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Here Today, Gone Tomorrow
How to Reduce Absenteeism at Work

Gregory P. Smith

It is more difficult to find employees who have a strong work ethic and are willing to put in a "good days work." A lot of people tell me, "I hire for attitude and train for skills." That philosophy is as outdated as carbon paper when you consider today's work environment.

Today, there are more jobs than people. Employers now tell me it's tough to find either the attitude or the skills. So what is a boss to do?

First accept the fact, that we are going to have to manage people differently today. What worked yesterday is the very same thing that will get us in trouble tomorrow. Further complicating the matter is you can't treat everyone the same. With each new employee you hire they bring a totally new set of expectations, needs and problems. It takes more time and skill to manage today's workforce. Bad managers are the biggest cause of high turnover, low attendance and low morale.

For those of you who have people with good attitudes and good work ethics... count your blessings and insure you take good care of them so they don't leave you for someone else. Here are a few ideas to think about.

Nucor Steel has a unique pay-for-performance compensation system. Employees earn money based on their individual productivity. Employees are paid a lower than industry average hourly rate. On top of that they receive an additional bonus if they exceed hourly quotas. For example the steel industry average says an individual should be able to straighten 10 tons of steel an hour. Therefore, Nucor's goal is to straighten 8 tons an hour and for every ton over 8 tons they get an additional 5% bonus. However to qualify for the bonus they have to meet the following requirements.

  • If they are late to work they loose their bonus for the entire day.

  • If they miss a day of work during the week they loose their bonus for the entire week.

As a result, Nucor's productivity took off like a rocket. Absenteeism rarely falls below 1.5% a year. The key strength of this program is employees see a direct correlation between what they do and their paychecks a major incentive. Employees were working so hard Nucor decided to give them 4 non-forfeiture days a year. Even with this only half their employees use their 4 days.

Lottery System- One company uses a lottery system to reduce absenteeism. Only employees with no absenteeism during the month can participate. The lottery includes prizes such as a television, a bicycle and so on. They were able to reduce of absenteeism by 75% and reduce costs by 62%.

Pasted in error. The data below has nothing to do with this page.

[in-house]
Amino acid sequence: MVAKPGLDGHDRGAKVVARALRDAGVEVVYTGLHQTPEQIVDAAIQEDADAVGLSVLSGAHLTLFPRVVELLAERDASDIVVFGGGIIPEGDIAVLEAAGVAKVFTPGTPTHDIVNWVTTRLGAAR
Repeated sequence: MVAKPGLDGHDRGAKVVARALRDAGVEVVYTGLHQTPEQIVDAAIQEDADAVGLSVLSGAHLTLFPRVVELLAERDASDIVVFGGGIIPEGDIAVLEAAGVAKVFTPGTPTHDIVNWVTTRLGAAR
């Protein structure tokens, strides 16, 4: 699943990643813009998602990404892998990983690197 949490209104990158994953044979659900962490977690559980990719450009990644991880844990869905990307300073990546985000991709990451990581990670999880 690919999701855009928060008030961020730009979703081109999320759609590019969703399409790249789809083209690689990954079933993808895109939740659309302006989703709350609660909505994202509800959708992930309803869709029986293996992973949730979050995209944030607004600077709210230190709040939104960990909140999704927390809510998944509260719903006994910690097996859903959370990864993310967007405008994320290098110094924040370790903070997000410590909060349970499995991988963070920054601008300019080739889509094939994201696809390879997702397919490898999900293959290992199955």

Play Poker- Another company improved attendance in a game of poker. Employees who came to work each day were allowed to draw one playing card. Those who attended all week owned five cards on Friday. The player with the best hand wins 20 dollars.

Try a Perfect Attendance Program- One large rental business has several excellent incentives for its 200 plus employees. Any employee who has perfect attendance during the year receives $300.00, a limo ride to a restaurant for a free dinner with their spouse and a gift certificate worth $100.00.

These ideas won't work in every situation and could backfire if you are not careful. Keep in mind that good employees don't need the carrot and stick approach and might find these ways offensive, unfair or unnecessary. The key is to know the individual needs of your workforce.

Be aware that workers who have child care responsibilities find it difficult, if not impossible, to have a perfect attendance record. One study completed in Canada shows that women with preschoolers took an average of 11 days off in 1998, compared with an average of 6.3 days for men with preschoolers.

Flexibility may be the best strategy. A better attendance strategy may simply include flextime for people who have children or parental responsibilities. Some businesses give their employees 5 personal days in addition to normal vacation times to be used any way the person sees fit.


Gregory P. Smith shows businesses how to build productive and profitable work environments that attract, keep and motivate their workforce. He speaks at conferences, conducts management training and is the President of a management-consulting firm called Chart Your Course International located in Conyers, Georgia. Phone him at (770) 860-9464 or send an email at greg@chartcourse.com. More information and articles are available at www.ChartCourse.com.

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